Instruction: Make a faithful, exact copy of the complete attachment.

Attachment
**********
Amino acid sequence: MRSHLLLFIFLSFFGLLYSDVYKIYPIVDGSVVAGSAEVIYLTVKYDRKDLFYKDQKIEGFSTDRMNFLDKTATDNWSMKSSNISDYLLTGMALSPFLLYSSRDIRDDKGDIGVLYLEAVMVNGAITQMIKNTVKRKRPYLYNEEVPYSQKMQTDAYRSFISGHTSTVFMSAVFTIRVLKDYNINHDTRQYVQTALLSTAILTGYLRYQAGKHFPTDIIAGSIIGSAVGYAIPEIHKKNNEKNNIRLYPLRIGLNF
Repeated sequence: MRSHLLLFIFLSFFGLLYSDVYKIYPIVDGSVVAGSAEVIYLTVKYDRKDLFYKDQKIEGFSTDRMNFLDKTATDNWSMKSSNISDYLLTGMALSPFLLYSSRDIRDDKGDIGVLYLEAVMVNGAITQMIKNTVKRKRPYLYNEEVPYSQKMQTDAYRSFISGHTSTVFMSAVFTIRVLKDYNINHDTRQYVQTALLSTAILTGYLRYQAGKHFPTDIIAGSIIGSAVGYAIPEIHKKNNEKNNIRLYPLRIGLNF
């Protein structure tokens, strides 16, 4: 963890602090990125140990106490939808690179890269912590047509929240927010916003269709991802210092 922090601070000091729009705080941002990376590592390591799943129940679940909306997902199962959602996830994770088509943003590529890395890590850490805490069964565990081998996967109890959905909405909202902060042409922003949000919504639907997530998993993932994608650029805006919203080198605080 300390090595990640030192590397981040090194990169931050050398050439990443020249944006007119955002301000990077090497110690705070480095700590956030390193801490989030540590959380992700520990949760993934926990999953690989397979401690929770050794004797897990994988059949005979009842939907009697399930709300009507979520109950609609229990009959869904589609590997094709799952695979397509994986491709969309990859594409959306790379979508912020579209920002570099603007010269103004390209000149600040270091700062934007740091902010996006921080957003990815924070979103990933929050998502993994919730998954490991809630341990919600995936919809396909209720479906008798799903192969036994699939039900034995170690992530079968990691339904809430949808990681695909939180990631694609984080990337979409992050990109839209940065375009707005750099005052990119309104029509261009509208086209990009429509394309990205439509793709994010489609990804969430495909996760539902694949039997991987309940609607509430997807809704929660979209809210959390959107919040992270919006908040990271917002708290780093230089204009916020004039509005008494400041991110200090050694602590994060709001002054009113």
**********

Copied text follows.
Amino acid sequence: MRSHLLLFIFLSFFGLLYSDVYKIYPIVDGSVVAGSAEVIYLTVKYDRKDLFYKDQKIEGFSTDRMNFLDKTATDNWSMKSSNISDYLLTGMALSPFLLYSSRDIRDDKGDIGVLYLEAVMVNGAITQMIKNTVKRKRPYLYNEEVPYSQKMQTDAYRSFISGHTSTVFMSAVFTIRVLKDYNINHDTRQYVQTALLSTAILTGYLRYQAGKHFPTDIIAGSIIGSAVGYAIPEIHKKNNEKNNIRLYPLRIGLNF
Repeated sequence: MRSHLLLFIFLSFFGLLYSDVYKIYPIVDGSVVAGSAEVIYLTVKYDRKDLFYKDQKIEGFSTDRMNFLDKTATDNWSMKSSNISDYLLTGMALSPFLLYSSRDIRDDKGDIGVLYLEAVMVNGAITQMIKNTVKRKRPYLYNEEVPYSQKMQTDAYRSFISGHTSTVFMSAVFTIRVLKDYNINHDTRQYVQTALLSTAILTGYLRYQAGKHFPTDIIAGSIIGSAVGYAIPEIHKKNNEKNNIRLYPLRIGLNF
């Protein structure tokens, strides 16, 4: 963890602090990125140990106490939808690179890269912590047509929240927010916003269709991802210092 922090601070000091729009705080941002990376590592390591799943129940679940909306997902199962959602996830994770088509943003590529890395890590850490805490069964565990081998996967109890959905909405909202902060042409922003949000919504639907997530998993993932994608650029805006919203080198605080 300390090595990640030192590397981040090194990169931050050398050439990443020249944006007119955002301000990077090497110690705070480095700590956030390193801490989030540590959380992700520990949760993934926990999953690989397979401690929770050794004797897990994988059949005979009842939907009697399930709300009507979520109950609609229990009959869904589609590997094709799952695979397509994986491709969309990859594409959306790379979508912020579209920002570099603007010269103004390209000149600040270091700062934007740091902010996006921080957003990815924070979103990933929050998502993994919730998954490991809630341990919600995936919809396909209720479906008798799903192969036994699939039900034995170690992530079968990691339904809430949808990681695909939180990631694609984080990337979409992050990109839209940065375009707005750099005052990119309104029509261009509208086209990009429509394309990205439509793709994010489609990804969430495909996760539902694949039997991987309940609607509430997807809704929660979209809210959390959107919040992270919006908040990271917002708290780093230089204009916020004039509005008494400041991110200090050694602590994060709001002054009113």